barnabas_truman: (young whistler)
You've probably read Percy Shelley's poem "Ozymandias"... but did you know that Shelley's friend Horace Smith wrote his own poem on the same subject at the same time? Shelley's version is far more well-known, and probably has better poetry, but I really like the post-apocalyptic twist ending of Smith's version:

In Egypt's sandy silence, all alone,
Stands a gigantic Leg, which far off throws
The only shadow that the Desert knows:—
"I am great OZYMANDIAS," saith the stone,
"The King of Kings; this mighty City shows
"The wonders of my hand."— The City's gone,—
Nought but the Leg remaining to disclose
The site of this forgotten Babylon.

We wonder,—and some Hunter may express
Wonder like ours, when thro' the wilderness
Where London stood, holding the Wolf in chace,
He meets some fragment huge, and stops to guess
What powerful but unrecorded race
Once dwelt in that annihilated place.




And for your convenience and ease of comparison, here's Shelley's version:

I met a traveller from an antique land
Who said: "Two vast and trunkless legs of stone
Stand in the desert. Near them, on the sand,
Half sunk, a shattered visage lies, whose frown,
And wrinkled lip, and sneer of cold command,
Tell that its sculptor well those passions read
Which yet survive, stamped on these lifeless things,
The hand that mocked them and the heart that fed:
And on the pedestal these words appear:
'My name is Ozymandias, king of kings:
Look on my works, ye Mighty, and despair!'
Nothing beside remains. Round the decay
Of that colossal wreck, boundless and bare
The lone and level sands stretch far away."
barnabas_truman: (oldstyle)
"Think when we talk of of horses, that you see them..."

I adore Shakespeare's prologue to Henry V. He understood so well the role of the audience's imagination in filling in the details that the medium cannot.

"...can this cockpit hold
The vasty fields of France? or may we cram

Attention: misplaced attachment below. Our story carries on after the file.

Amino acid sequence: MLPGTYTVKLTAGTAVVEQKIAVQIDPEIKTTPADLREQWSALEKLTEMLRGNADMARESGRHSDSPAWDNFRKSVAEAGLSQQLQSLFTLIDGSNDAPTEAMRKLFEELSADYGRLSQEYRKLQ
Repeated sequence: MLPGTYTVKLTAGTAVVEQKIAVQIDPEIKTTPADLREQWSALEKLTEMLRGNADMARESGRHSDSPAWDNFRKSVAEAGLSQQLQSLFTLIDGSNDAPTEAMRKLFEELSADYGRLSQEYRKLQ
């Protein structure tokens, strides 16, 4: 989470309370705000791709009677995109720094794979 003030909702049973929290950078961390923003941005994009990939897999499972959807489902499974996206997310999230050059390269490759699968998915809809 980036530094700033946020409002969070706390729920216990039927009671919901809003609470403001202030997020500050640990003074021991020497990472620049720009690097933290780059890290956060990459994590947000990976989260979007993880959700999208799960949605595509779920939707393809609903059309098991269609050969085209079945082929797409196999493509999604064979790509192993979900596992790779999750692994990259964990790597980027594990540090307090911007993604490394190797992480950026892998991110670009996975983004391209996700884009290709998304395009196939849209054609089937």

Within this wooden O the very casques
That did affright the air at Agincourt?
O, pardon! since a crooked figure may
Attest in little place a million;
And let us, ciphers to this great accompt,
On your imaginary forces work.
Suppose within the girdle of these walls
Are now confined two mighty monarchies,
Whose high upreared and abutting fronts
The perilous narrow ocean parts asunder:
Piece out our imperfections with your thoughts;
Into a thousand parts divide on man,
And make imaginary puissance;
Think when we talk of horses, that you see them
Printing their proud hoofs i' the receiving earth;
For 'tis your thoughts that now must deck our kings,
Carry them here and there; jumping o'er times,
Turning the accomplishment of many years
Into an hour-glass..."
barnabas_truman: (oldstyle)
If soldiers all were pugilists there would not be a war,
For pugilists would want to know what they were fighting for.
For instance:
If Tommy Atkins had been told to beat up Herman Schmitz,
And Herman had been told to blow the other into bits,
And if they had been pugilists they would have answered "No!
We will not fight unless we get a section of the dough.
We will not risk our arms and legs and shed our ruddy gore,
While you who fatten on the fight make millions by the score.
Although it is a noble stunt to redden hill and dale,
We will not fight unless we get a section of the kale."
And thus the world-wide warfare would be ended in a minute,
For bankers would not start a war if there were nothing in it.

("Yellow-Legs and Pugs," quoted in the May 1917 "Journal of Electrical Workers and Operators" and attributed to "a wise wage-slave somewhere"; later recited by Utah Phillips on his album "I've Got to Know")
barnabas_truman: (oldstyle)